In Southern California and Arizona, 25 hotels have accepted between $ 28.9 million and $ 67.4 million in PPP loans, according to a study by Unite Here Local 11, a union that represents hotel workers. (Federal data does not disclose the exact amount of each loan, but rather gives a range of the approved amount.)

The union study found that loan applications filed by the 25 hotels were aimed at preserving 3,431 jobs, but as of June 20, hotels employed only 620 union workers, up from 2,835 before the pandemic began.

“The flaw with this program is that if companies do not intend to request cancellation of their loan, we believe they can spend the entire loan on non-wage costs, despite the intention of lawmakers to ‘Use those funds for payroll,’ said Kurt Petersen, an organizer at Unite Here.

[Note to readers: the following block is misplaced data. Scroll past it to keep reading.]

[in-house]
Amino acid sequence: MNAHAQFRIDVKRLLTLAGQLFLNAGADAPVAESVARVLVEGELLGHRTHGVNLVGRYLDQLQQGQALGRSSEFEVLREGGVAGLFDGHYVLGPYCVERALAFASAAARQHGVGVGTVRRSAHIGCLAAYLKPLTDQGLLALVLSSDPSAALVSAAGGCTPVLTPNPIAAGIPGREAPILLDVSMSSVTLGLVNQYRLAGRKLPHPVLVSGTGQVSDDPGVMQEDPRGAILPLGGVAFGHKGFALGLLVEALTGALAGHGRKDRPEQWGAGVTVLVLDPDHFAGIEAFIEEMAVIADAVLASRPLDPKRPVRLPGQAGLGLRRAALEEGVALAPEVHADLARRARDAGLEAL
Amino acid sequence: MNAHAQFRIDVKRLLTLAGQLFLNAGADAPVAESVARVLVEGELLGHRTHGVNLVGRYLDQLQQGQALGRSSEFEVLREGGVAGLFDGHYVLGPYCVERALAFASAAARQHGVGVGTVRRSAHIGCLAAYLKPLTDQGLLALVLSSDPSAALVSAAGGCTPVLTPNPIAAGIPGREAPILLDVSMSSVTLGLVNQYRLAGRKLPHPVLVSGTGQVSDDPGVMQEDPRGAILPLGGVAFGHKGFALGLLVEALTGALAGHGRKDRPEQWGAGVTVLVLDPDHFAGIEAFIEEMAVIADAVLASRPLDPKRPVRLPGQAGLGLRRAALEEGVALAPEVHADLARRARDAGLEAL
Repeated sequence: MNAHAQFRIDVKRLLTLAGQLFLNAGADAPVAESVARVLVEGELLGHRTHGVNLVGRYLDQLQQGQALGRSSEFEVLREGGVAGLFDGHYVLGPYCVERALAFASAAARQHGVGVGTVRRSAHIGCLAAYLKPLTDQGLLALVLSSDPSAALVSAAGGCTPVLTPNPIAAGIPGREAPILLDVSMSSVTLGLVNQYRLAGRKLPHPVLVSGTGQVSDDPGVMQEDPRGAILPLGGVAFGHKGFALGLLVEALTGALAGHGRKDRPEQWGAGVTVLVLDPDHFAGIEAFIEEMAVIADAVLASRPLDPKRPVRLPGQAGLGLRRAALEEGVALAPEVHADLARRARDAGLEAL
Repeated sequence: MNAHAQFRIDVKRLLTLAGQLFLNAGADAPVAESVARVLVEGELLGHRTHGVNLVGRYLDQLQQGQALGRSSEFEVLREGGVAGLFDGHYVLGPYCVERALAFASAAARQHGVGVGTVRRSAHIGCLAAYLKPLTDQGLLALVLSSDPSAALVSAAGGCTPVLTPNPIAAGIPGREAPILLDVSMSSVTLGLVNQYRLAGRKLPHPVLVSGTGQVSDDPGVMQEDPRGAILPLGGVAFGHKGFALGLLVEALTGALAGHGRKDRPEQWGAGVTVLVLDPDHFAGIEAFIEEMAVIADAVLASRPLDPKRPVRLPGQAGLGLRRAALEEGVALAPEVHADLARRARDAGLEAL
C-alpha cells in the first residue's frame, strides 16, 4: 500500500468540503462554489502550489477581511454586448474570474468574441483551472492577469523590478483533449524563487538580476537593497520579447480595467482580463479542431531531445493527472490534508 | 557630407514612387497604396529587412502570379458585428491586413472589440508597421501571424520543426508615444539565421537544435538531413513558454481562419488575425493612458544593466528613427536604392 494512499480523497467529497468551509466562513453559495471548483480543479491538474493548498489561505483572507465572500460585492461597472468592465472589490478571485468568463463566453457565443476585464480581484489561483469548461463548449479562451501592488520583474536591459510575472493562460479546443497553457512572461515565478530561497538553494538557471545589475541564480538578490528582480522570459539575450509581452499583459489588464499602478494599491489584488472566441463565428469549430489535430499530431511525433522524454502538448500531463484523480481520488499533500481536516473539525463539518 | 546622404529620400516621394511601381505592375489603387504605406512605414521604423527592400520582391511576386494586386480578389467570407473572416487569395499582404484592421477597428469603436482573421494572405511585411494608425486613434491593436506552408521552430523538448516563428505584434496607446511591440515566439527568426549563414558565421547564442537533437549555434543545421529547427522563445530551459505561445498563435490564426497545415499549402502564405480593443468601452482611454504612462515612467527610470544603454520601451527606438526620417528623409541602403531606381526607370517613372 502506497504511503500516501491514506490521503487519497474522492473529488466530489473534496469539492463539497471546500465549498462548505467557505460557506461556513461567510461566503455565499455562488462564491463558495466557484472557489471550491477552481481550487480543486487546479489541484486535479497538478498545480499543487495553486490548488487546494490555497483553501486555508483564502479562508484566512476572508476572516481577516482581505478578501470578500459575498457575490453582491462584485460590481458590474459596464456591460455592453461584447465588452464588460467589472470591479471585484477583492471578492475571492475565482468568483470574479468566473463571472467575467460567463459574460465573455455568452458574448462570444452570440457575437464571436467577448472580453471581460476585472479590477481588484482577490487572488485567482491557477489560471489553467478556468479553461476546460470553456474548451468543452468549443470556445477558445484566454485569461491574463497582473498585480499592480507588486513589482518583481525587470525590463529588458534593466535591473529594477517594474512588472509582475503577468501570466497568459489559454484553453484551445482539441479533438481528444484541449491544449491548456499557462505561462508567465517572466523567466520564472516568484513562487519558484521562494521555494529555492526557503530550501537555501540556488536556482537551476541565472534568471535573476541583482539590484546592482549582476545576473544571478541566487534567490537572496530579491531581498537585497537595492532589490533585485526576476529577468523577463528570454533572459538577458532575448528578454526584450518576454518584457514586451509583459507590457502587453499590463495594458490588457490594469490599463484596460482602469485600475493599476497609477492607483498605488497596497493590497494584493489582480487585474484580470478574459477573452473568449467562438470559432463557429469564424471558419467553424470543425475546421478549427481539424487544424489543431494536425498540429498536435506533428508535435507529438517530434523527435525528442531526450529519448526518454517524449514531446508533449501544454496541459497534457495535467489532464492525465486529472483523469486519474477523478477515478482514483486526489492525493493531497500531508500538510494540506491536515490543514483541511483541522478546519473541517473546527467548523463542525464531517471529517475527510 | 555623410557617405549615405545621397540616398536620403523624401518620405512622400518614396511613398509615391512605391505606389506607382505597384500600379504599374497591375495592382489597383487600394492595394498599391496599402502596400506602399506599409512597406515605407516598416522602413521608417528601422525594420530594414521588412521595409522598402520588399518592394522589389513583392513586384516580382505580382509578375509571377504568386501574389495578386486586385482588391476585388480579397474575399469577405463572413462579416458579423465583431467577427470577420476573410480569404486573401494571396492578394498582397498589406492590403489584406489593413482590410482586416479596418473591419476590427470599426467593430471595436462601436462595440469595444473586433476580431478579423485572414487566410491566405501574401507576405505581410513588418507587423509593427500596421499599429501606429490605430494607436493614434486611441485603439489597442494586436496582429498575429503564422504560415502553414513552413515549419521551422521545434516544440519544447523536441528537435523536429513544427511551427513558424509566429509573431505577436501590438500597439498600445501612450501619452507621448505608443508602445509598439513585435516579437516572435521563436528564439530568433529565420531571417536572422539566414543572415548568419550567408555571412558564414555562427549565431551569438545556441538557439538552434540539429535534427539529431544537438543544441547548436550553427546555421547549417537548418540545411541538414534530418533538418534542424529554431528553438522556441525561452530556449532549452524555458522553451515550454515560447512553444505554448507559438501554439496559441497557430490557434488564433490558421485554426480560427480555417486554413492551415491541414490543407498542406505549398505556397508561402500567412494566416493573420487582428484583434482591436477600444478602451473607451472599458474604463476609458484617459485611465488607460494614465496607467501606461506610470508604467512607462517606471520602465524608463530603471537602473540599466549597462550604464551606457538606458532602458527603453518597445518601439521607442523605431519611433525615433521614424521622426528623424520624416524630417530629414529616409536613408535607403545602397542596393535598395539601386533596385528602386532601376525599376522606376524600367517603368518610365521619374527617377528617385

Among the problems noted by Petersen and other critics is the fact that PPP loans could be canceled if beneficiaries used at least 60% of the money on the payroll. An earlier version of the program required 75% to be spent on payroll; this rate was reduced in June at the request of business groups.

If the recipient doesn’t use at least 60% of the money on the payroll, the money becomes a loan with an interest rate of only 1% – much cheaper than a traditional Small Business Administration loan , whose interest rate can vary from 5.5% to 8%. Depending on when the money was disbursed, the company has two to five years to repay the PPP loan.

The program also allows businesses to wait until December 31 to recall their workforce and still qualify for a loan forgiveness.